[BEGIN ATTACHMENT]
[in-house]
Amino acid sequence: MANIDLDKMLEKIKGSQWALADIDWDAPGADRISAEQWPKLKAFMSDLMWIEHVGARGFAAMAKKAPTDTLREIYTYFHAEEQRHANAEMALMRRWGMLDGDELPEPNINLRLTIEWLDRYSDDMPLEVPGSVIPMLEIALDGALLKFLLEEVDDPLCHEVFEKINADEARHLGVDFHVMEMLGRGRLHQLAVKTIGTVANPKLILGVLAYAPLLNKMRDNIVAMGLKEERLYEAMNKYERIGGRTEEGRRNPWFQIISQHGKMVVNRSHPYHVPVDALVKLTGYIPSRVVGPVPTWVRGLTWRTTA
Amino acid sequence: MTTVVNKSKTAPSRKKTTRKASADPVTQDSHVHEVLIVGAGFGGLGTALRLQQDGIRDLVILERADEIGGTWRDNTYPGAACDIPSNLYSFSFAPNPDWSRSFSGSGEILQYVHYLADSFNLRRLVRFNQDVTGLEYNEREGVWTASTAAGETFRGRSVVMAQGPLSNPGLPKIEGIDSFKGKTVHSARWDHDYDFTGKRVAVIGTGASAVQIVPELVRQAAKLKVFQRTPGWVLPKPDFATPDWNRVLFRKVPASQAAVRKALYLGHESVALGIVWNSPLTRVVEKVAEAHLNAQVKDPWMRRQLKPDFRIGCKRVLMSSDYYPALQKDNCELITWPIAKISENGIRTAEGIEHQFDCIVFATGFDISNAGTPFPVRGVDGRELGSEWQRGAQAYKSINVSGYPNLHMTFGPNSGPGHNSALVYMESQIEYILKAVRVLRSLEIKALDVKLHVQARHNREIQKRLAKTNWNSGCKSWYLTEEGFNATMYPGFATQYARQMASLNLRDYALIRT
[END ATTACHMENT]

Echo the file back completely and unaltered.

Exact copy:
[in-house]
Amino acid sequence: MANIDLDKMLEKIKGSQWALADIDWDAPGADRISAEQWPKLKAFMSDLMWIEHVGARGFAAMAKKAPTDTLREIYTYFHAEEQRHANAEMALMRRWGMLDGDELPEPNINLRLTIEWLDRYSDDMPLEVPGSVIPMLEIALDGALLKFLLEEVDDPLCHEVFEKINADEARHLGVDFHVMEMLGRGRLHQLAVKTIGTVANPKLILGVLAYAPLLNKMRDNIVAMGLKEERLYEAMNKYERIGGRTEEGRRNPWFQIISQHGKMVVNRSHPYHVPVDALVKLTGYIPSRVVGPVPTWVRGLTWRTTA
Amino acid sequence: MTTVVNKSKTAPSRKKTTRKASADPVTQDSHVHEVLIVGAGFGGLGTALRLQQDGIRDLVILERADEIGGTWRDNTYPGAACDIPSNLYSFSFAPNPDWSRSFSGSGEILQYVHYLADSFNLRRLVRFNQDVTGLEYNEREGVWTASTAAGETFRGRSVVMAQGPLSNPGLPKIEGIDSFKGKTVHSARWDHDYDFTGKRVAVIGTGASAVQIVPELVRQAAKLKVFQRTPGWVLPKPDFATPDWNRVLFRKVPASQAAVRKALYLGHESVALGIVWNSPLTRVVEKVAEAHLNAQVKDPWMRRQLKPDFRIGCKRVLMSSDYYPALQKDNCELITWPIAKISENGIRTAEGIEHQFDCIVFATGFDISNAGTPFPVRGVDGRELGSEWQRGAQAYKSINVSGYPNLHMTFGPNSGPGHNSALVYMESQIEYILKAVRVLRSLEIKALDVKLHVQARHNREIQKRLAKTNWNSGCKSWYLTEEGFNATMYPGFATQYARQMASLNLRDYALIRT